Is anyone with intermediate-risk prostate cancer a “good” candidate for AS?

There is no longer any doubt that men initially diagnosed with low- and very low-risk forms of prostate cancer are, in most cases, either excellent or good candidates for first-line management on active surveillance (AS). … READ MORE …

Les Raff “gives people cancer” … sort of …

Here is a link to a clever article by a pathologist in the Chicago suburbs who spends a lot of his working days deciding whether he can or can’t see prostate cancer cells in the biopsy samples sent to his laboratory. It makes a good read. … READ MORE …

Low volume, Gleason 3 + 4 = 7 disease: is active surveillance a realistic option?

It would be easy to misinterpret (or at least “over-interpret”) a recent paper from the group at Johns Hopkins about the pathological outcomes of men initially diagnosed with very low-, low-, or “favorable” intermediate-risk localized disease and treated by immediate radical prostatectomy. … READ MORE …

A pathological “take” on the potential role of focal therapy

Various forms of focal therapy are now being used by some physicians to treat selected patients with well-identified, usually relatively small, “dominant” or “index” tumors that are confined to highly defined areas of the prostate. … READ MORE …

Are low serum levels of vitamin D a risk factor for aggressive forms of prostate cancer?

It has long between understood that there is an association between a man’s serum levels of vitamin D and his risk for prostate cancer in general and clinically significant prostate cancer in particular. … READ MORE …

Post-surgical pathology, active surveillance, and selection of appropriate candidates for expectant management

An interesting — if unsurprising — new set of data in the Journal of Korean Medical Science has again shown that most of the current “standard” sets of criteria for selection of patients aren’t even close to being perfect at identification of “the surgically ideal” patients for management on active surveillance. … READ MORE …

The biology and pathology of “young age” prostate cancer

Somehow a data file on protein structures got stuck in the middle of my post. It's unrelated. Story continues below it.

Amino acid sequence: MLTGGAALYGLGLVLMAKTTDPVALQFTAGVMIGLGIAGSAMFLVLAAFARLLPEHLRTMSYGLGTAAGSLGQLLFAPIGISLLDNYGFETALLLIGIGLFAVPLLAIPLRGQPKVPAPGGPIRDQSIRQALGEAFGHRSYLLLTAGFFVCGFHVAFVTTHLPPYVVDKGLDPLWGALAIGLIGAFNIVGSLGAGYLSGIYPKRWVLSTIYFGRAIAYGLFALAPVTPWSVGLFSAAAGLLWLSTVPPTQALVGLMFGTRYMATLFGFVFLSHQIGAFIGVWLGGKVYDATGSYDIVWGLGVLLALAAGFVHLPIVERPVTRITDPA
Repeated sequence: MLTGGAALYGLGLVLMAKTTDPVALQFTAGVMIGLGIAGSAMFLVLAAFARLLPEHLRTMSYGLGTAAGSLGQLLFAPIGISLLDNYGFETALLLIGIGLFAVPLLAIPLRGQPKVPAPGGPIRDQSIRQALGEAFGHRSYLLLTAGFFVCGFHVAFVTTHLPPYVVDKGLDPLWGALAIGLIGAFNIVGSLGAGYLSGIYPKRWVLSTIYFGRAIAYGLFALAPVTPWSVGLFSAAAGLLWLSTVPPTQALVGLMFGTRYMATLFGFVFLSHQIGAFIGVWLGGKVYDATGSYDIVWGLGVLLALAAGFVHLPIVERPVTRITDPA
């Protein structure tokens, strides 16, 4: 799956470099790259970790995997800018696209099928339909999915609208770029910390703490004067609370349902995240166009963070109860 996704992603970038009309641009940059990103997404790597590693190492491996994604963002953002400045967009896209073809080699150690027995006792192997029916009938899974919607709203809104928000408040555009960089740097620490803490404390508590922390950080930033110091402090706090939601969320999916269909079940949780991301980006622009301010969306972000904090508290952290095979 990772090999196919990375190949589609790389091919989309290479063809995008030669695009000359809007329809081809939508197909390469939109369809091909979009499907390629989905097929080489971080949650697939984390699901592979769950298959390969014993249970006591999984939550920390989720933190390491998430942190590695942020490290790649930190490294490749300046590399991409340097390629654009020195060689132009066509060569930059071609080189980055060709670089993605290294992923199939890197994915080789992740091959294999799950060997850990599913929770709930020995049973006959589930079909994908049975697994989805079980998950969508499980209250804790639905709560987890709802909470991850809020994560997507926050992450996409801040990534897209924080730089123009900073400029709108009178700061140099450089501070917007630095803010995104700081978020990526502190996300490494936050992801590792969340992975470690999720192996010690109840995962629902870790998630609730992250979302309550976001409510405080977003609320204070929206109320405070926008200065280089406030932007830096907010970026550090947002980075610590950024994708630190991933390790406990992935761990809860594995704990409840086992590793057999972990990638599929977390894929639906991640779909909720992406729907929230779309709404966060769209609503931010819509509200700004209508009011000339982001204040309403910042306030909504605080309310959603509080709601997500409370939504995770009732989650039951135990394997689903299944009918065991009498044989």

A recent article in the Journal of Clinical Pathology reviews available data about the epidemiology, biology, and clinical pathology of “young age” prostate cancer, which the authors define as clinically significant cancer in men under 55 years of age. … READ MORE …

Toward a new prostate cancer grading system — step 1

In the most recent issue of AUA News, Dr. Jonathon Epstein of  Johns Hopkins — unarguably one of the world’s leading prostate cancer pathologists — has laid out the general principles behind a new, validated, prostate cancer grading system that is designed and intended to replace the traditional Gleason grading system over the next few years. … READ MORE …

Declining trend in the utilization of adjuvant radiation after surgery

A recent report in European Urology found that, in spite of three randomized clinical trials (RCTs) that proved the efficacy of immediate or adjuvant radiation following surgery with adverse pathology results compared to a wait-and-see approach, a lower percentage of such patients are actually getting adjuvant treatment. Why should this be? … READ MORE …

Short-term outcomes after radical prostatectomy and surgeon training/practice site

Now here’s some data that may cause a bit of a furore … so before the US-based urologists get upset, we’d like to point out that this is a Canadian study based on data from members of the Canadian urology community in a single, unidentified Canadian province! … READ MORE …

Consensus statement on pathologic factors and active surveillance

As previously mentioned earlier this week, a long statement that deals with the role of the pathologist in determining the suitability of patients for enrollment into active surveillance management protocols has been issued and endorsed by a number of organizations. … READ MORE …

Increasing consensus on eligibility criteria for active surveillance

A paper in the journal Virchows Archiv suggests increasing consensus on both inclusion criteria for management on active surveillance and progression criteria suggesting the need for active treatment. … READ MORE …

Active surveillance and African Americans with very low-risk disease

A new study in the Journal of Clinical Oncology has suggested that African American men with very low-risk disease (according to the National Comprehensive Cancer Network or NCCN definition) are at higher risk for disease progression than comparable Caucasian patients if they follow active surveillance protocols. … READ MORE …

A real decrease in the use of RP in treatment of men with low-risk prostate cancer?

A new paper from clinical research teams at two French hospitals suggests that there has been a significant relative increase (from 2005 to 2010, at their institutions) in the percentage of men found to have pathological T3 as opposed to pathological T2 disease after radical prostatectomy (RP). … READ MORE …

Albertsen on the problems of screening and active surveillance

A paper just published in European Urology addresses pathologic outcomes among men initially managed with active surveillance and subsequently treated by deferred radical prostatectomy (RP). The paper stimulated an important set of editorial comments by Albertsen, which we strongly recommend to readers (along with the response from the authors of the original paper). … READ MORE …